What I find is the most interesting aspect of the story is the Saints' reaction to it.
Two years ago, when there were allegations of improper Vicodin use by Saints coach Sean Payton and assistant coach Joe Vitt, the team responded quietly and mostly off the record that the charges of Payton's abuse were untrue. When the bounty scandal broke March 2, the team had a mild, mealy-mouthed statement from owner Tom Benson. When severe sanctions were imposed on the team -- including Payton being suspended for a year and Loomis for eight games -- there was another lukewarm statement from the team. With franchise centerpiece Drew Brees in a prolonged contract dispute and boycotting team workouts, more silence from the team, and from the negotiator, Loomis. On the verge of sanctions that will result in the likely suspension of middle linebacker and defensive leader Jonathan Vilma, no reaction. Crickets.
But when this story broke Monday, the Saints reacted venomously. "The report is 1,000 percent false,'' spokesman Greg Bensel seethed in an email. "The team and Mickey are seeking all legal recourse regarding these false allegations.'' Bensel sent additional emails with denials from Reiprish, Kennedy and from the coach at the time of the alleged wiretapping, Jim Haslett, who said he never spoke to Loomis about having information from the visiting coaches' booth.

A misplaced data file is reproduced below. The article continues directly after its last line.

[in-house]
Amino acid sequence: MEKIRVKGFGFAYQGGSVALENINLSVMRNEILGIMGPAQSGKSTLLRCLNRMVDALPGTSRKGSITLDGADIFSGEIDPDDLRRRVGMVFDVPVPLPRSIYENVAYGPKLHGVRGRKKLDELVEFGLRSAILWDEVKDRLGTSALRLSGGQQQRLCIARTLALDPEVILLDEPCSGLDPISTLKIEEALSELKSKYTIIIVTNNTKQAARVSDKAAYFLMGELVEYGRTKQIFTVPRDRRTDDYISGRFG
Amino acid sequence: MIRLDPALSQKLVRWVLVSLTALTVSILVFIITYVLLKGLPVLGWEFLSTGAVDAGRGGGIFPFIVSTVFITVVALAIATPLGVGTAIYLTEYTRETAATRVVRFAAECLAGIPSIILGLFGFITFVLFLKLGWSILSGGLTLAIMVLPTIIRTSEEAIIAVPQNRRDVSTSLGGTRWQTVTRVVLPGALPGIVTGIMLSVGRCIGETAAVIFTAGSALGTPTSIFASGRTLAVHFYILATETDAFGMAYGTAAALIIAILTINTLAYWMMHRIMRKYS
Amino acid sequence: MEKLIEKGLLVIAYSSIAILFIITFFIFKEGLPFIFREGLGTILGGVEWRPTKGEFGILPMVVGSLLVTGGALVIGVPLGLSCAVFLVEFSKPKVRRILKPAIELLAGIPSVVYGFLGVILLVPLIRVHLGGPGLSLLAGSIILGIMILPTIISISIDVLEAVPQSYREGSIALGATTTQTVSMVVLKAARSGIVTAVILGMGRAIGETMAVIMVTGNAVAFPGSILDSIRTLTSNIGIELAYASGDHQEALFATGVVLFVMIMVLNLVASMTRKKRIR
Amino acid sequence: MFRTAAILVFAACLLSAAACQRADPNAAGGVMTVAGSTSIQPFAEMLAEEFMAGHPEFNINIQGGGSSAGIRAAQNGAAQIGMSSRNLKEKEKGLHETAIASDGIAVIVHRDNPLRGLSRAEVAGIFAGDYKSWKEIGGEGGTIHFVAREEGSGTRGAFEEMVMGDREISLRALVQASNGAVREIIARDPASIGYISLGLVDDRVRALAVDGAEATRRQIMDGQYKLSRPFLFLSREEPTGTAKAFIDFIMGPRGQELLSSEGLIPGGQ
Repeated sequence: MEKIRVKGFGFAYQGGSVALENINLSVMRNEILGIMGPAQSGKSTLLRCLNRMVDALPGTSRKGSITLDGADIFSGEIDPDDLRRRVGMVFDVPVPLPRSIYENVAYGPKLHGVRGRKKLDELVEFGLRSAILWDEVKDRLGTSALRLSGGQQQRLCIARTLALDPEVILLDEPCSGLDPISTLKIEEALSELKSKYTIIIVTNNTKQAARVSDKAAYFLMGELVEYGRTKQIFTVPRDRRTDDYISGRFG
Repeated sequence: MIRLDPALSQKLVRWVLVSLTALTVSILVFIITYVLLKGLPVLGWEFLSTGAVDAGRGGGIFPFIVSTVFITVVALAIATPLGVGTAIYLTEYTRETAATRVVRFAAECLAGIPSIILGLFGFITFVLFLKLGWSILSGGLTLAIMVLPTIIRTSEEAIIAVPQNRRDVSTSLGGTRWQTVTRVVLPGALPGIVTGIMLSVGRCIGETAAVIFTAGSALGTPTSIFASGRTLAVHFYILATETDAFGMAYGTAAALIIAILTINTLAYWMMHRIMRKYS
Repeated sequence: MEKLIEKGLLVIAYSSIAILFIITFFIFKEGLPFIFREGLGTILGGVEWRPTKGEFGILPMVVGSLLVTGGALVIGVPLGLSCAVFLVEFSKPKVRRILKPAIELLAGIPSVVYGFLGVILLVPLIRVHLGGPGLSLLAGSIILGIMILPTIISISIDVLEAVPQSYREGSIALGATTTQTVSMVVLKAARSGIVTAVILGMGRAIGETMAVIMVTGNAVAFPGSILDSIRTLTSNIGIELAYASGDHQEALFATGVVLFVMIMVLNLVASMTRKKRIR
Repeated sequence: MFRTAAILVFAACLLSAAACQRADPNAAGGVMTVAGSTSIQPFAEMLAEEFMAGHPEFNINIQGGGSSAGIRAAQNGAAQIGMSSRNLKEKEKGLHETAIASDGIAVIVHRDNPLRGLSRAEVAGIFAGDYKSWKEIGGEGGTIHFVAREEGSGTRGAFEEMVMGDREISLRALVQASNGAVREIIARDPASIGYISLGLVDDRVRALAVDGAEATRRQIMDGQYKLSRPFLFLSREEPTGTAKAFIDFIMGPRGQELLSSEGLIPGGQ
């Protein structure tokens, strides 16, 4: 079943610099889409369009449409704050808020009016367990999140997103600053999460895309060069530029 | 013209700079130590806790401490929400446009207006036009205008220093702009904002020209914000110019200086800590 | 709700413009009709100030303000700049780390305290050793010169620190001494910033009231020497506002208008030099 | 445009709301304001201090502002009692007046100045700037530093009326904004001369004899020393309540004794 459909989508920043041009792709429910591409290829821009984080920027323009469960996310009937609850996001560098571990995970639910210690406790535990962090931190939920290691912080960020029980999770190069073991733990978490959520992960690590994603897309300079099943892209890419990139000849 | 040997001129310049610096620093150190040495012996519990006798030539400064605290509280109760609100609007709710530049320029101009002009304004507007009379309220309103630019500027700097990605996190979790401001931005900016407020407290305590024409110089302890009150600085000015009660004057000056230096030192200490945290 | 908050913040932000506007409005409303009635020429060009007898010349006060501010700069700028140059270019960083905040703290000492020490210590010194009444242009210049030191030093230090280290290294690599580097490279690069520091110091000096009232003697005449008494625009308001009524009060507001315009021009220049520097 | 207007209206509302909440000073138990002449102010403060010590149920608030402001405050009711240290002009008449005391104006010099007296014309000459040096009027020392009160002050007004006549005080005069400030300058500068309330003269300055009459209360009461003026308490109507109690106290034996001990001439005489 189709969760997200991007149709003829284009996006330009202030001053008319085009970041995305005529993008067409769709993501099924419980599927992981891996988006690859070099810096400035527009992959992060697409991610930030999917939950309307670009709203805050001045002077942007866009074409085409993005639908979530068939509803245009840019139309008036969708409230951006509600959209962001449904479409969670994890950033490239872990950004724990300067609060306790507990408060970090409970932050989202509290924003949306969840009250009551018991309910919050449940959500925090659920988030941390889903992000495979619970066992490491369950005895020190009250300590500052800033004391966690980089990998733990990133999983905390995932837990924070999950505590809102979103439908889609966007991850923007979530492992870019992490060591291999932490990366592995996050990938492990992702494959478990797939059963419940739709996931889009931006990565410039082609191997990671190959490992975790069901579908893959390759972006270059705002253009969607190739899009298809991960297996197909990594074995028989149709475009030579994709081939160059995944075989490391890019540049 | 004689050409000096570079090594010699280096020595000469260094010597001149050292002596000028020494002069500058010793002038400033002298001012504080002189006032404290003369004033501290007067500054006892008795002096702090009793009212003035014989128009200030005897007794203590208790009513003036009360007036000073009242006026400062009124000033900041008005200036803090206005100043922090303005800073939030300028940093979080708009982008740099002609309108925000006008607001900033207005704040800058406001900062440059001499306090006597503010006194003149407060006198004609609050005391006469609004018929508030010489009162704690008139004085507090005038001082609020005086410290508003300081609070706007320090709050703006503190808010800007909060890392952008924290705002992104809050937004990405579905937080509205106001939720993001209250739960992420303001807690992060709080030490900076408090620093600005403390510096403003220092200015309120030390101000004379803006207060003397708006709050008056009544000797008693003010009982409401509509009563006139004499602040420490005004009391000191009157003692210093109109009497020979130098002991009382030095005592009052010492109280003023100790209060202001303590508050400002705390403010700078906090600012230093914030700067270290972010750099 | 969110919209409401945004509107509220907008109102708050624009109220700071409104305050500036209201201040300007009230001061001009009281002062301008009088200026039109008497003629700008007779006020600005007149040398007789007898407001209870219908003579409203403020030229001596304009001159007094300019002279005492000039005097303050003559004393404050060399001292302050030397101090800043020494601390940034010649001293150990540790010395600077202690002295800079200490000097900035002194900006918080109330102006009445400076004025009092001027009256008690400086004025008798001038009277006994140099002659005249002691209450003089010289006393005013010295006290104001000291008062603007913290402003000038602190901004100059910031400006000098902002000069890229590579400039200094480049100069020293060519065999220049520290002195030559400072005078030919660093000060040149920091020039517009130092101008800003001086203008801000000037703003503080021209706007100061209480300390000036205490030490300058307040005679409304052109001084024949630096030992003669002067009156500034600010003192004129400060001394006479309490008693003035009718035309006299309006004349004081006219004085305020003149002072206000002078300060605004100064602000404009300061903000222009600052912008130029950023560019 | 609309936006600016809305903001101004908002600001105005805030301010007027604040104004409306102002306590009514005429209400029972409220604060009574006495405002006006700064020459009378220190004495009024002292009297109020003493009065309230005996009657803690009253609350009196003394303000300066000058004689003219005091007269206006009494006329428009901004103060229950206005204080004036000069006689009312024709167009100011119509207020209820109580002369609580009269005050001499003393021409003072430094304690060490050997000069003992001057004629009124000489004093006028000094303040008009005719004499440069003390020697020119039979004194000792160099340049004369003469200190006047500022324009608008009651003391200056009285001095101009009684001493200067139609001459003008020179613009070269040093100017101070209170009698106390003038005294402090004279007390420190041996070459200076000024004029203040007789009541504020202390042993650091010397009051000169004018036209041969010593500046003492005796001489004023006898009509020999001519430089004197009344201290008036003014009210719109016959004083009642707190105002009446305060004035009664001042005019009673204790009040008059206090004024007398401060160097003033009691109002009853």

Covering the league for the last 28 years, I've seen the differences in each franchise. The Saints are almost a team to themselves in many ways; that's how insular they are. They don't concern themselves with what the rest of the league thinks of them. That's why if there's a negative report on one of the networks about one of their players or coaches, they shrug their collective shoulders. It doesn't matter to them. What matters to them is what the locals think, and the locals are as loyal as any local fandom of any team in any American sport.
The PR czar, Bensel, is a born-and-bred New Orleans guy who, I'm convinced, would turn down any PR job in the world, regardless of the salary, because he wouldn't want to live anywhere else or work for any other organization. I've never seen a reaction from him -- he's a don't-worry, be-happy type -- like this. He was wounded by it like no other story has wounded him.